Mozambique is set to become the latest country in Africa to decriminalize homosexuality, breaking away from what was once widely seen as a continentwide tradition of discriminating against gay people. The landmark legislation was scheduled to go into effect June 29 and would make the southeast African nation the 21st country in Africa to legalize same-sex relationships, according to Out.
The country’s penal code has been undergoing an update, and it has taken the government about six months to agree to revise the existing law that provides for “security measures” to be enforced against those “who habitually engage in vices against nature,” according to Gay Star News. Former President Armando Guebuza signed the law in December of last year.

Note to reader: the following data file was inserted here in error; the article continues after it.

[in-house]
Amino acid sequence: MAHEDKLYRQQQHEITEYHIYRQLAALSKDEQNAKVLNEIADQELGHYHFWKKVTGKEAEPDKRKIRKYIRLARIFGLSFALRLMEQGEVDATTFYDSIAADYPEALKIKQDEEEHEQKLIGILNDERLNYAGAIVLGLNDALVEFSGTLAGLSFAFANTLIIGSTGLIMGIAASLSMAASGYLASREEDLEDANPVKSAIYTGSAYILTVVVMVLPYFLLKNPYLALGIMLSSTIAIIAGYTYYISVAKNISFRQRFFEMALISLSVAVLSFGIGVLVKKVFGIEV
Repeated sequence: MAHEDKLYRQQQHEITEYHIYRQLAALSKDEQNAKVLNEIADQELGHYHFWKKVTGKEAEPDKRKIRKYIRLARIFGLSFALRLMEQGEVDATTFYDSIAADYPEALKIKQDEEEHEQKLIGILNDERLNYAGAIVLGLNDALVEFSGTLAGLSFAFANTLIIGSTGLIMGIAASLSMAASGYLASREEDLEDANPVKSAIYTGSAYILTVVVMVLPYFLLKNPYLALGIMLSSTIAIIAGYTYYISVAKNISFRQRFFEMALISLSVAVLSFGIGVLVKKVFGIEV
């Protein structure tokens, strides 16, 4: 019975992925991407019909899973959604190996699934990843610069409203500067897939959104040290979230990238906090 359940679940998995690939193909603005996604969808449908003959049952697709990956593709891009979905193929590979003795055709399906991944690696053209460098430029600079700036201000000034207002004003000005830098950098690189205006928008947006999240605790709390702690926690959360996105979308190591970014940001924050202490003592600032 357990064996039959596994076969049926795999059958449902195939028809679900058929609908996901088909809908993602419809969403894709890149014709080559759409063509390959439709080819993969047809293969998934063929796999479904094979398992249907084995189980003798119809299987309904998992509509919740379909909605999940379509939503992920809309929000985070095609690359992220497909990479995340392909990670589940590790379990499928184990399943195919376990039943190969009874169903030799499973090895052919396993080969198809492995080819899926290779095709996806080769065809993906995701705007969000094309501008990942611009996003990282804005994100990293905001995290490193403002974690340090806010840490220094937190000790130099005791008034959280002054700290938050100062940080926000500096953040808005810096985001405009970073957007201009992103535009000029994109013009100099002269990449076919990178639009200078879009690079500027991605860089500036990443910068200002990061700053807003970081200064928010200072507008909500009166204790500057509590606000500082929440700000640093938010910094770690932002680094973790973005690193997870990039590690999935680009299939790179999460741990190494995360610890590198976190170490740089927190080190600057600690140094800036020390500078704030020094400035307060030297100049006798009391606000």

But with the revision of what constitutes a crime in the country, “[t]he new Penal Code sweeps away a great deal of the musty colonial legacy, including the mention of ‘vices against nature,’ ” Agencia de Informaçäo de Moçambique said. “Now not even the most contorted of arguments could claim that acts of gay sex between consenting adults are somehow illegal.”
Mozambique’s leading LGBT organization, which helped pave the way for the law to be enacted, was cautiously optimistic about the social progress being made in the country. “Our primary interest is to precipitate a change in society so that it becomes more favourable to the free expression of sexual orientation and gender identity,” said Lambda.
Once Mozambique’s new laws go into effect, there will still be 35 African countries that deem homosexuality a criminal act. Sudan and Mauritania enforce the death penalty for it. Last month, Malawi, also in southeast Africa, rejected recommendations from the United Nations to decriminalize homosexuality despite 41 state parties pushing to maintain criminilaization, All Africa reported. And last year, Nigeria, Uganda and Gambia passed laws that would create harsher penalties for homosexuality, the Washington Post reported.